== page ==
It’s said that the Federal Budget is an accountant’s Christmas – so what would they like to see under the tree this year?
The biggest present under the tree they hoped for (and do almost every year) is big-bang tax reform.
“Everybody wants a sugar hit come budget time, but you need to stand back and ask whether our tax system is fit for purpose,” IPA Senior Tax Advisor Tony Greco said.
“The answer is no.”
Both the IPA and CA agreed that the budget is a chance to kick off discussions on big-bang tax reform, but the political climate means it’s unlikely to happen.
For Greco, the current tax system relies too deeply on ‘direct’ taxes such as income tax and company tax.
For CA’s Senior Tax Advocate, Susan Franks, the current tax system ignores the increasing casualisation of Australia’s workforce.
“We have a lot of people participating in the gig or sharing economy. The tax system as it stands now is really predicated on employees and being able to collect PAYG from employers. That tax base is rapidly diminishing,” she said.
Both Greco and Franks agreed that the $20,000 instant asset write-off scheme should be extended or become permanent.
While Greco said the policy “made sense” for small businesses, Franks pointed out that it means more business for accountants.
“We’ve heard that the asset write-off has encouraged small businesses who wouldn’t normally go to an accountant to go to an accountant and get advice,” said Franks.
“Given that management of cash flow and business seems to be a weakness of small business, encouraging them to use accountants is a very positive thing.”
Greco said he would like to see the government fix the lack of funding for small businesses.
While acknowledging new tech players on the scene and banks were getting better with small business lending, there was still a gap in the market.
“Do you really want small businesses to sacrifice equity in their home to get something off the ground?” said Greco.
“The banks have tried to lend more to small business, but some of their rules are a little restrictive for small businesses which don’t have a lot behind them in terms of bricks and mortar.”
Greco said he would like to see the budget bring in a government-backed loan guarantee scheme based on other jurisdictions.
Both Greco and Franks said they expected to see budget measures that target the ‘black economy’, after a taskforce closed an initial investigation in August last year .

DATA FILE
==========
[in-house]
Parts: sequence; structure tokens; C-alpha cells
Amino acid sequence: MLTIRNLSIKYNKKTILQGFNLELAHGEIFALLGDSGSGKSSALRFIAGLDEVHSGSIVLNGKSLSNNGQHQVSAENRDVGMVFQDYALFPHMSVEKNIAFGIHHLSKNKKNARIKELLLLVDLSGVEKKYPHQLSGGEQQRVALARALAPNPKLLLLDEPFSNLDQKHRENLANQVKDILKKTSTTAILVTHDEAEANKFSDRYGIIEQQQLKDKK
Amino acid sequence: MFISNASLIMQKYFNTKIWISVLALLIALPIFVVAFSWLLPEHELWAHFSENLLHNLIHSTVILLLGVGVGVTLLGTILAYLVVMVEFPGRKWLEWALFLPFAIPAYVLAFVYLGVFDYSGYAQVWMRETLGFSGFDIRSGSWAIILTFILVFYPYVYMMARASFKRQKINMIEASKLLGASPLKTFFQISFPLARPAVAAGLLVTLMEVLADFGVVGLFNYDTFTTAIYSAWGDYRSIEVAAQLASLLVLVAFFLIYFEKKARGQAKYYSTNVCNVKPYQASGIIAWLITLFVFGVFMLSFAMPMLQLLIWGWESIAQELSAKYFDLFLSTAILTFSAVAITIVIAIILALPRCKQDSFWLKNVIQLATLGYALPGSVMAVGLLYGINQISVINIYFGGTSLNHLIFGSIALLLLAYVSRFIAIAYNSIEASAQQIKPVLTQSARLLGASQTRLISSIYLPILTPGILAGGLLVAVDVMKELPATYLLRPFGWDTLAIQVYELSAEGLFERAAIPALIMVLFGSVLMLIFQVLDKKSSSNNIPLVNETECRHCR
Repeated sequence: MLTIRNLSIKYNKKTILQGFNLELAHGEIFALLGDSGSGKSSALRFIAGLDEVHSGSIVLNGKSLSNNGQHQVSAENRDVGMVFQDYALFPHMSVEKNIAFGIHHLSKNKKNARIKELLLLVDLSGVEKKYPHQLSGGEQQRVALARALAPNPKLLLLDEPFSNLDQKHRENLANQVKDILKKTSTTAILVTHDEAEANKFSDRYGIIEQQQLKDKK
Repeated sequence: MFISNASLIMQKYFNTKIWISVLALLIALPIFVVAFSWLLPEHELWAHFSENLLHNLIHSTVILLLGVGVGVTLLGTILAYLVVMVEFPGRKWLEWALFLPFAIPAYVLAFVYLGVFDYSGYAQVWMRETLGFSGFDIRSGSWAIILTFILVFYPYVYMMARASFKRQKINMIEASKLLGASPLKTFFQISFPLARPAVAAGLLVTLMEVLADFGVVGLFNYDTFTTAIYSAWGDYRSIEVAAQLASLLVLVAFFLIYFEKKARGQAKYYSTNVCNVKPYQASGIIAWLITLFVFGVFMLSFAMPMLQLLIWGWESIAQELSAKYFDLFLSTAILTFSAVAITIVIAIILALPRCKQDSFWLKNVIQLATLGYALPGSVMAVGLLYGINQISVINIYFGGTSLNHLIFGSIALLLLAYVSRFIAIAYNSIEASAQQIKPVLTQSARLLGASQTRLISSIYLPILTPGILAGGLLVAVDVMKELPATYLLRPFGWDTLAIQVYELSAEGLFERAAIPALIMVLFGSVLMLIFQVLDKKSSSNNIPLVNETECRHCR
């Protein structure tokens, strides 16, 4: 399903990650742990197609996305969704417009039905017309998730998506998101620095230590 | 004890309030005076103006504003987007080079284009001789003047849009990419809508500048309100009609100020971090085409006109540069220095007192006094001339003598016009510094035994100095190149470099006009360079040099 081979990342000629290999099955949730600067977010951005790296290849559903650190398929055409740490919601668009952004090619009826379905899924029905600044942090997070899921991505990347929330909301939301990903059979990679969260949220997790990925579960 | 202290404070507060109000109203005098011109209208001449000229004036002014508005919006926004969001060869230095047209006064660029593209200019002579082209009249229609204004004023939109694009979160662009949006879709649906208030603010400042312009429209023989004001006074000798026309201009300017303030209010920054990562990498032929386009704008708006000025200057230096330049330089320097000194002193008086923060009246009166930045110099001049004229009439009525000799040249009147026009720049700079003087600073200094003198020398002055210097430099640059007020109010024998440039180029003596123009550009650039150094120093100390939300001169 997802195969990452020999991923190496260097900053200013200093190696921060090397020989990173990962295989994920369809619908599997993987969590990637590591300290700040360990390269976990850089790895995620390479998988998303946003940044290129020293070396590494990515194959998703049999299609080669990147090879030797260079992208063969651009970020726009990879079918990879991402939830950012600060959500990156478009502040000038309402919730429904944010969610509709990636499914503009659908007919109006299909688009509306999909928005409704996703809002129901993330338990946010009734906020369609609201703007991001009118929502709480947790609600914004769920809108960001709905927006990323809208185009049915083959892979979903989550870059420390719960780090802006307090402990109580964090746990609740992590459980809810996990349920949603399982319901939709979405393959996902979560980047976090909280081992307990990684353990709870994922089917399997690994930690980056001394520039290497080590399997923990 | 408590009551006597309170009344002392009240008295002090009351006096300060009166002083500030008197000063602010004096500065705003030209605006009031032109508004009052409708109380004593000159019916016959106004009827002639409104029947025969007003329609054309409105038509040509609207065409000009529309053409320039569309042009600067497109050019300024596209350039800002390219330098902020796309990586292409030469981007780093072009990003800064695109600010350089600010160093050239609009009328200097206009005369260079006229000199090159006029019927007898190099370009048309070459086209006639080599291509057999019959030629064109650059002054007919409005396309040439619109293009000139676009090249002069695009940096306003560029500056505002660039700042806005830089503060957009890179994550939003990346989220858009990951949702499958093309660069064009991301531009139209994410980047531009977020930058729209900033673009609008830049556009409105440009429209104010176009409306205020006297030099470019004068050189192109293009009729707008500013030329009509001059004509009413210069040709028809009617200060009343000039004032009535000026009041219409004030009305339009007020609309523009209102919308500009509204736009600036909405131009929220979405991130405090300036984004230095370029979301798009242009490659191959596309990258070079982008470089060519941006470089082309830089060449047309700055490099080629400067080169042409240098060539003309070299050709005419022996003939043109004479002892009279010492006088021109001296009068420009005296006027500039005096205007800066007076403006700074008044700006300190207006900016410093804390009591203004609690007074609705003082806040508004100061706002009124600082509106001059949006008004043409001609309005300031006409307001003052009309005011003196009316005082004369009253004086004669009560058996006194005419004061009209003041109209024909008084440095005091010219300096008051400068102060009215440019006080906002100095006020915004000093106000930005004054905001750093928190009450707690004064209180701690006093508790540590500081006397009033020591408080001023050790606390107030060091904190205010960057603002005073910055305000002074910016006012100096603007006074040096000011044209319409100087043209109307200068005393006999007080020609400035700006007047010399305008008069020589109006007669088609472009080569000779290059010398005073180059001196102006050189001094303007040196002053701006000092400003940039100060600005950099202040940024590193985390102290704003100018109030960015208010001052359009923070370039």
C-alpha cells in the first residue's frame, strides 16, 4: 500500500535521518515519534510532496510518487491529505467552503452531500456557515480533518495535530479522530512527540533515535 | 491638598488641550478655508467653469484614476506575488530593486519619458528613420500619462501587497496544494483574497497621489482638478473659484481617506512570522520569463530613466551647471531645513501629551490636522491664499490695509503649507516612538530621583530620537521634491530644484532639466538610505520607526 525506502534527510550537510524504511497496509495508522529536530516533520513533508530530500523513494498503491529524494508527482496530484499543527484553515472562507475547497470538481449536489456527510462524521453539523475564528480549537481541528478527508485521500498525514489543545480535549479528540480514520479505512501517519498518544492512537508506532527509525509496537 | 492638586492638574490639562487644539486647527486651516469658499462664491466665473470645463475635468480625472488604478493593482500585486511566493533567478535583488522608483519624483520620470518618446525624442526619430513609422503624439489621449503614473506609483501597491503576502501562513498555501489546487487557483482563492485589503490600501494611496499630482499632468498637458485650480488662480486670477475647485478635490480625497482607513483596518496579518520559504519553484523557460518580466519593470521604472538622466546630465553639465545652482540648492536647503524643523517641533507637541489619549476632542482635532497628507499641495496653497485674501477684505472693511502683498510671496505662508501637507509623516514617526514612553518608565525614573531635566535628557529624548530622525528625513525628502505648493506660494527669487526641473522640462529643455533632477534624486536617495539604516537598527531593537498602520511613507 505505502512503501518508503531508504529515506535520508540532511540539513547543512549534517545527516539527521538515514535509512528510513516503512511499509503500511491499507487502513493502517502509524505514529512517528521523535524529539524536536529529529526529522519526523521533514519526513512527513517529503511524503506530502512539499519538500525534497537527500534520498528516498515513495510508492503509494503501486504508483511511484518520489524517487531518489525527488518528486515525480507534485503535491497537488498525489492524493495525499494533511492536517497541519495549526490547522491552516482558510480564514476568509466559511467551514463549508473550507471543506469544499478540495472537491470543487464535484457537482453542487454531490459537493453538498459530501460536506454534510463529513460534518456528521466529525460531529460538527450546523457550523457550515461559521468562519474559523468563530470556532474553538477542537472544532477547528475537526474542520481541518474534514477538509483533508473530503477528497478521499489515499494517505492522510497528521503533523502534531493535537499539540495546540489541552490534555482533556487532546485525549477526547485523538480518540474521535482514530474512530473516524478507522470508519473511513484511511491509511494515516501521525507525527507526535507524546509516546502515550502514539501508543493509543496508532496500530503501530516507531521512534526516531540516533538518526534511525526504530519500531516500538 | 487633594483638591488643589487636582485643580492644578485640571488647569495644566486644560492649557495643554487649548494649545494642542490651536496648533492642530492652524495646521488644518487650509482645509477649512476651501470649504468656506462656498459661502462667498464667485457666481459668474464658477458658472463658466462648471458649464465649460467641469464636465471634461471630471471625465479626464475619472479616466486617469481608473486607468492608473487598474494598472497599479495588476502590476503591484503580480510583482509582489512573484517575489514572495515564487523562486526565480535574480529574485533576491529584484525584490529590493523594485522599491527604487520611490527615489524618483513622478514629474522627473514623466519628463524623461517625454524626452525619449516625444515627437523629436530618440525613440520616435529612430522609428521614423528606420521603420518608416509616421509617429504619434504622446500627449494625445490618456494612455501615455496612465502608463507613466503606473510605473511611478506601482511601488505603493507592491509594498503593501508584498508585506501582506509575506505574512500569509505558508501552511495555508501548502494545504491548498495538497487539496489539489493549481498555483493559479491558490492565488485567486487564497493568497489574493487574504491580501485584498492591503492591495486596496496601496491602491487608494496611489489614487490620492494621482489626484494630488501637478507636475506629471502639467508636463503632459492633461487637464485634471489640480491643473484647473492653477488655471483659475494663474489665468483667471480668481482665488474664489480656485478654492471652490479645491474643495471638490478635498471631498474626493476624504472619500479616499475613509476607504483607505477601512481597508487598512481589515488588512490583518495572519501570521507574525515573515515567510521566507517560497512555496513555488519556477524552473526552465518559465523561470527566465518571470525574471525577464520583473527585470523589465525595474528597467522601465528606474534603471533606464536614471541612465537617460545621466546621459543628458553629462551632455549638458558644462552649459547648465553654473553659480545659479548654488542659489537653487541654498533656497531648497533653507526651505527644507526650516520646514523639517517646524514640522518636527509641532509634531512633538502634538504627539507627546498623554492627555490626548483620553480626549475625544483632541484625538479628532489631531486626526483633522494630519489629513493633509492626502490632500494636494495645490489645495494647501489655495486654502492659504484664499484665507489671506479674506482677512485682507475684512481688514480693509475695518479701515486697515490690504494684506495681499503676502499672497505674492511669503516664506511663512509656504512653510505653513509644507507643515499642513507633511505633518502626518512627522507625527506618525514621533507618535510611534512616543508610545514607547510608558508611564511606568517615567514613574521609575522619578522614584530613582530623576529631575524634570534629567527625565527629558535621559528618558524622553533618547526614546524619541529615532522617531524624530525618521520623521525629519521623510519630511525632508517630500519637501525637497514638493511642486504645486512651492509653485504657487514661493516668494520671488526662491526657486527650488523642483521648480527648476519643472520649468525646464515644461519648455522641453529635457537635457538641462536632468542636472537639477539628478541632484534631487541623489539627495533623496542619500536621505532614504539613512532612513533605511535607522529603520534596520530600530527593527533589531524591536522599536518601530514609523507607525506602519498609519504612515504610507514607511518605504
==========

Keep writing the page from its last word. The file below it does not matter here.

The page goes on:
Franks said change could be driven through procurement contract policy – where contracts were only awarded to contractors with good tax records.
“The government said in the last budget it was exploring opportunities to only have contracts with good taxpayers,” said Franks.
“Rather than requiring the head contractor comply, cascading it down the chain to sub-contractors could make a huge difference and flow through the economy. Those doing the right thing are then playing on a level playing field.”
Greco, who was on the taskforce, said it gave the government “40 or 50” recommendations.
Greco said moving small businesses to digital systems would help with tax collection and stamping out the black economy – but urged the government to support this shift.
He pointed to Single Touch Payroll as an example of a “burden” placed on businesses.
“A lot of small businesses are doing grunt work for the government, in this particular case the ATO,” said Greco.
“There’s some obligation on the government to say we put an obligation on business and we’ve upped the ante with Single Touch sending info to the tax office.”
He called for government to include provisions in the budget to help businesses, particularly micro businesses, manage the transition.
“Every time they load up a business with more compliance, it comes out of their resources. A lot of small businesses find it tough dealing with disruption and margins are tight,” said Greco.
“If the government is imposing those costs, they must also help with being part of the solution.”
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